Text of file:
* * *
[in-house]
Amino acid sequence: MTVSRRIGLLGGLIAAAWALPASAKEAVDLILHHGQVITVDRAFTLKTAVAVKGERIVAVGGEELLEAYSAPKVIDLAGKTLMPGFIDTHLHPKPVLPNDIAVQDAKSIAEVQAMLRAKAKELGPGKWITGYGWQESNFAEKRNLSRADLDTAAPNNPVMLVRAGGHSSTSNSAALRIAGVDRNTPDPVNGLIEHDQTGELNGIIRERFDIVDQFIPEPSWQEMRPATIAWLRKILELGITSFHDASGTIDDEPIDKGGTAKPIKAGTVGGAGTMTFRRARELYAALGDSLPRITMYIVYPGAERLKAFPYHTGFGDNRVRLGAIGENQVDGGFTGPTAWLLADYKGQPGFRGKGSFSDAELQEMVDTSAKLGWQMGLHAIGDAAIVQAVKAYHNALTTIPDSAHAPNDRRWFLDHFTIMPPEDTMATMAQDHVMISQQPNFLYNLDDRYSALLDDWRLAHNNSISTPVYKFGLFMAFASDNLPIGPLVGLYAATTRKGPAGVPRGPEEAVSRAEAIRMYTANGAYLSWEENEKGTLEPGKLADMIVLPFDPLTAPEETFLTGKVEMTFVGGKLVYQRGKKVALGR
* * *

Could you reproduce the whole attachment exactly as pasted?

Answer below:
[in-house]
Amino acid sequence: MTVSRRIGLLGGLIAAAWALPASAKEAVDLILHHGQVITVDRAFTLKTAVAVKGERIVAVGGEELLEAYSAPKVIDLAGKTLMPGFIDTHLHPKPVLPNDIAVQDAKSIAEVQAMLRAKAKELGPGKWITGYGWQESNFAEKRNLSRADLDTAAPNNPVMLVRAGGHSSTSNSAALRIAGVDRNTPDPVNGLIEHDQTGELNGIIRERFDIVDQFIPEPSWQEMRPATIAWLRKILELGITSFHDASGTIDDEPIDKGGTAKPIKAGTVGGAGTMTFRRARELYAALGDSLPRITMYIVYPGAERLKAFPYHTGFGDNRVRLGAIGENQVDGGFTGPTAWLLADYKGQPGFRGKGSFSDAELQEMVDTSAKLGWQMGLHAIGDAAIVQAVKAYHNALTTIPDSAHAPNDRRWFLDHFTIMPPEDTMATMAQDHVMISQQPNFLYNLDDRYSALLDDWRLAHNNSISTPVYKFGLFMAFASDNLPIGPLVGLYAATTRKGPAGVPRGPEEAVSRAEAIRMYTANGAYLSWEENEKGTLEPGKLADMIVLPFDPLTAPEETFLTGKVEMTFVGGKLVYQRGKKVALGR